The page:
City gears up, seeks bids for new police motorcycle


The city is seeking bids for its new police motorcycle.

Bids are due at 3 p.m. on Wednesday, Feb. 7, in the Clerk’s Office at City Hall. The bids are scheduled to be opened immediately after the deadline in the Common Council chambers.

The city’s 2018 budget includes $29,314 to buy the vehicle, which the department has said will replace an older model motorcycle that has become outdated and obsolete.

Police Chief Kevin C. Beach told the Common Council in the fall that the department’s 1989 model motorcycle is barely capable of participating in parades and other events much less patrol.

With the new motorcycle, the department could then start a patrol — with the motorccycle providing distinct advantages that a patrol car cannot in some instances.

There was room in the budget because the department saved about $30,000 in its vehicle account in 2017, officials said.

Beach told the council a patrol motorcycle would last a decade and grant officers access to tighter confines where a patrol car cannot go.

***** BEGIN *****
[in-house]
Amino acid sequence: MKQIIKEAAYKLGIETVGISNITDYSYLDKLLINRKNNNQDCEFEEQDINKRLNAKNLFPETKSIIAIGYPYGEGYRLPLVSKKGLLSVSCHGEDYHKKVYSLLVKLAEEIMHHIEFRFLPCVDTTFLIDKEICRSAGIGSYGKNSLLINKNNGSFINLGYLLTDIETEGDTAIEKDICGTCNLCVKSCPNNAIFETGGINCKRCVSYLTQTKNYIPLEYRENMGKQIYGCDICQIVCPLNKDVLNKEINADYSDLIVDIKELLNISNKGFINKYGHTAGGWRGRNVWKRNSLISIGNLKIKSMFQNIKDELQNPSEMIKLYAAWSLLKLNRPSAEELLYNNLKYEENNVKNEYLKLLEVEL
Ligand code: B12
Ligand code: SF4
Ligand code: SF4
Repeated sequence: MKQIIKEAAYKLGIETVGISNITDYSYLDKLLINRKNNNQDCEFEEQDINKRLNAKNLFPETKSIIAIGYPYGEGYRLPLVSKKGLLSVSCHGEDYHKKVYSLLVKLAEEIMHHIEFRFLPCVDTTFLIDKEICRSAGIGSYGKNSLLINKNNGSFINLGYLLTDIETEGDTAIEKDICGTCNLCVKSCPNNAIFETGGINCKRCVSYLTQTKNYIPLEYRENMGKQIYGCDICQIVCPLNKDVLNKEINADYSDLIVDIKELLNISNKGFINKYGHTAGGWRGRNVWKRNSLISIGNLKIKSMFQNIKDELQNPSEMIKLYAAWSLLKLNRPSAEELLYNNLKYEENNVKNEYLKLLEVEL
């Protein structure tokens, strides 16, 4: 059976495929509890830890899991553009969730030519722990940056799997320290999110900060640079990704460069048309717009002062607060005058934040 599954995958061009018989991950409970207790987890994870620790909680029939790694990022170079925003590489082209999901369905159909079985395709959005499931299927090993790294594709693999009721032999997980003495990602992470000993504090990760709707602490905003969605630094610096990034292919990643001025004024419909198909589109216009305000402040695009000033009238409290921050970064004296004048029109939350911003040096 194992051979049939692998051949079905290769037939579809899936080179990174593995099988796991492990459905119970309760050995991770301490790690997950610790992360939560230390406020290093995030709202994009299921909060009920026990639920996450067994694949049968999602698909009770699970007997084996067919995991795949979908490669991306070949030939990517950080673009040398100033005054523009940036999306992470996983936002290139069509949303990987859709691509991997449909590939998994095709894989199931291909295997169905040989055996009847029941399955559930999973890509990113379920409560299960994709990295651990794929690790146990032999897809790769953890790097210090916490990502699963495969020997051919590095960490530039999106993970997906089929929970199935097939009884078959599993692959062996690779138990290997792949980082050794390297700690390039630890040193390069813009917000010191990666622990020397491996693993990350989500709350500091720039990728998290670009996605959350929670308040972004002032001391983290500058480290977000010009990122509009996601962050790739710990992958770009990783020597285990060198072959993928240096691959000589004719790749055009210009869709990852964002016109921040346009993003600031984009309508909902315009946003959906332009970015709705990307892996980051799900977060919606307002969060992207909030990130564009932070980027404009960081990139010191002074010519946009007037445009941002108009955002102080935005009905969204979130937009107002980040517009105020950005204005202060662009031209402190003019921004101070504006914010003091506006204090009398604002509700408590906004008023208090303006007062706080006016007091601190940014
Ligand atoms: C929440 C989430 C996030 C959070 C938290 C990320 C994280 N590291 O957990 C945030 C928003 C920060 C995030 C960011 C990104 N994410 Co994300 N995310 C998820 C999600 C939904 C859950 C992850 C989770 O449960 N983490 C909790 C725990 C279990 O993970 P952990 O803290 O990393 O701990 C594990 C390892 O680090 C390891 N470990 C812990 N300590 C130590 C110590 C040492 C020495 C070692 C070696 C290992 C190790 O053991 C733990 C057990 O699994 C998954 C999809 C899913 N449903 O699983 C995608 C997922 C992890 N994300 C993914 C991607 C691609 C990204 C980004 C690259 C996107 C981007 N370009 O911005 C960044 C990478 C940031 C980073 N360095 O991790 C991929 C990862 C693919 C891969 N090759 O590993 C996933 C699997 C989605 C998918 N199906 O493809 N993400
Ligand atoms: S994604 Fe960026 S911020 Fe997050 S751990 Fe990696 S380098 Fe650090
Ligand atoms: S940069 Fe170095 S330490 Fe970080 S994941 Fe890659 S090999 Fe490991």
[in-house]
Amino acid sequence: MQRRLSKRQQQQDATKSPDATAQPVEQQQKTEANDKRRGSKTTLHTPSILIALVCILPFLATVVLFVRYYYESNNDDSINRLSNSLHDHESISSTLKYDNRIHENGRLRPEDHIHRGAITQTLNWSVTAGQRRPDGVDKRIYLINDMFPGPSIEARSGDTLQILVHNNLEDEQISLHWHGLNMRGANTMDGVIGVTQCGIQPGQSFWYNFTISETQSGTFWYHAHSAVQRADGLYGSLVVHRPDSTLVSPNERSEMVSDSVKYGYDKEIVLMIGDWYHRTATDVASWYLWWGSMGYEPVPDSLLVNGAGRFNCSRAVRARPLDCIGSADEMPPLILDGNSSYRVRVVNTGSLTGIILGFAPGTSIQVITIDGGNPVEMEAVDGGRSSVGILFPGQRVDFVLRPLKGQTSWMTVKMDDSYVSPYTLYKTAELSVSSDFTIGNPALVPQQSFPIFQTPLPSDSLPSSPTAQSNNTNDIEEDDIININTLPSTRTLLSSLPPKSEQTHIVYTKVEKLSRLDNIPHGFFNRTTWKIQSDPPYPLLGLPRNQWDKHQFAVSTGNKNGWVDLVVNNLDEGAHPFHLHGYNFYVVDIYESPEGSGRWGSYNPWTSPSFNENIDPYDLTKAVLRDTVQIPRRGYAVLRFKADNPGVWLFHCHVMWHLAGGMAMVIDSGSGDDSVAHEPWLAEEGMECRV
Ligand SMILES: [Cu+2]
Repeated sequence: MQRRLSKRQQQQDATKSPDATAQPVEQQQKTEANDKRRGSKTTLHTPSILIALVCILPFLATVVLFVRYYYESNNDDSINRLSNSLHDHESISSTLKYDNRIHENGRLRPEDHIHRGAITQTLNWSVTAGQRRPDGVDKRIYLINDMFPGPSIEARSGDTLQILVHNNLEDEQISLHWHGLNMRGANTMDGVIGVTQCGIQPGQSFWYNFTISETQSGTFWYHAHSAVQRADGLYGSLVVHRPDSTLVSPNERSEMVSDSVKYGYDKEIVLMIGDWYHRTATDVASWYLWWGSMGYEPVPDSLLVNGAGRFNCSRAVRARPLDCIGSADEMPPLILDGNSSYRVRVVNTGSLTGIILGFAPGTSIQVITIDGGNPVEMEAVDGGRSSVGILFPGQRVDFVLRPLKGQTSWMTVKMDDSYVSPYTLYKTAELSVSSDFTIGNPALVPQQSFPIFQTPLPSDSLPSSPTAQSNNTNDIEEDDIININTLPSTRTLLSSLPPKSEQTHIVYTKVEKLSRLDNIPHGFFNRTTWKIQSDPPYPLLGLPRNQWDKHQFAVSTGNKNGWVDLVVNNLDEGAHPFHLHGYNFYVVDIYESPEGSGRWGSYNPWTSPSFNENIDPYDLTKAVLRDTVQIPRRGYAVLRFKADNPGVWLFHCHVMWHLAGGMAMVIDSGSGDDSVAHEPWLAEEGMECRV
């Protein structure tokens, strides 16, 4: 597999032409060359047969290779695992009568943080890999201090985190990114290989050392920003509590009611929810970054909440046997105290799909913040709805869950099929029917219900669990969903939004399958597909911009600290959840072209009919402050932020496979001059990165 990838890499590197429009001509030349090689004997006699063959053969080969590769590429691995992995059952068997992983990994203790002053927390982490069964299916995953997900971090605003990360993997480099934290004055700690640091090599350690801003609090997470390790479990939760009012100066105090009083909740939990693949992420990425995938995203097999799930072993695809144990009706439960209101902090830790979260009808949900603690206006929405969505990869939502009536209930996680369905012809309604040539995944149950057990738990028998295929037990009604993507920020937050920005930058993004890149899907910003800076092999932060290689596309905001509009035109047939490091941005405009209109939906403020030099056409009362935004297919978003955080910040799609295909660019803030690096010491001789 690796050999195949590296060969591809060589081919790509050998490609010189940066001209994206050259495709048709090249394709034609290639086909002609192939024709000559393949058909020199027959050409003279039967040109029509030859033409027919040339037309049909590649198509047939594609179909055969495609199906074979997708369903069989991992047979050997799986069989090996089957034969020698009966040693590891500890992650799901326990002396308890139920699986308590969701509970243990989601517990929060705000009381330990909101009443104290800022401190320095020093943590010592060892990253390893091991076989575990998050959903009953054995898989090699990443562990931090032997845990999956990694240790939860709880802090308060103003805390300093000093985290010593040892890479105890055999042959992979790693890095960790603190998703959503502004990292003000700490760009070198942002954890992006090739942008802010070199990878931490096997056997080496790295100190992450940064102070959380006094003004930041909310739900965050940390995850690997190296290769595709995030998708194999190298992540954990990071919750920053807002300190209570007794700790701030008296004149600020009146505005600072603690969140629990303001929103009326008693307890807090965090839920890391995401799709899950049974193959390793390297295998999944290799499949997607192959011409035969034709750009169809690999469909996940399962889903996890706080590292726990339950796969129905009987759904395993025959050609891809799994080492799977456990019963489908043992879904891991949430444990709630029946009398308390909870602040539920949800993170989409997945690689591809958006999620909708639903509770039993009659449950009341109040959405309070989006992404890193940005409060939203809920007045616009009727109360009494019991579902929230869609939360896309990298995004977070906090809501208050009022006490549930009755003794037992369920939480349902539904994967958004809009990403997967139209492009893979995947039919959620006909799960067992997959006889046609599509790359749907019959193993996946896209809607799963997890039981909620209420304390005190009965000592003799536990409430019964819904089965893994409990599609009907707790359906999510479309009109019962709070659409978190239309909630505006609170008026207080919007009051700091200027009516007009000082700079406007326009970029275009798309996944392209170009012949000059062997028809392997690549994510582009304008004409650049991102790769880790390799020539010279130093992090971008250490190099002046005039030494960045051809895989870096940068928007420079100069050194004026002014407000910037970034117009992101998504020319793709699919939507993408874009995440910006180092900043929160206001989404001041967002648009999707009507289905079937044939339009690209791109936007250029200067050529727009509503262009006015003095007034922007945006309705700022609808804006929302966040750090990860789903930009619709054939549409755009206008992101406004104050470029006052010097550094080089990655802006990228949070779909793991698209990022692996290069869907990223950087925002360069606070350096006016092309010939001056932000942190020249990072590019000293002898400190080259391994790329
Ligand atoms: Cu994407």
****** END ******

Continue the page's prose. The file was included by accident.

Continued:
The plan is to purchase a 2018 Harley-Davidson Electra Glide police edition.

The budgeted amount would cover the vehicle as well as the equipment to outfit for police duties and to outfit the officers who will use it for patrol.

The equipment will include a radio, lights and a fan kit to keep it from overheating during long-term stop-and-start city driving, police added.

While the new motorcycle will not have an on-board laptop like the cruisers do, the department has a tablet that the motorcycle officer can use.

Deputy Police Chief Kevin M. Simons said the plan is to have around six officers who will use the vehicle.

The motorcycle would be
used for patrols, with a focus
on daylight hours and good weather, so it will be on the road for about eight months a year, Simons said.

It would match the department’s four-wheeled fleet, Simons noted, as it would be in the Houston police department paint scheme of black and white with Rome police patrol graphics.

The motorcycle would provide police with more access to tighter confines where a car cannot go, but the focus is traffic enforcement, Simons said.

“They’re concealable a little bit better than cars are,” the deputy chief said, adding that “they can pull up alongside a vehicle” to see if a driver is texting or otherwise distracted.

The motorcycle can also be used as an escort for events like the Ride for Missing Children, he noted.

The department has been at least a decade without motorcycle patrol. The 1989 model it still has in its fleet has not been out on the road for anything other than ceremonial uses, and was not new when the department acquired it.


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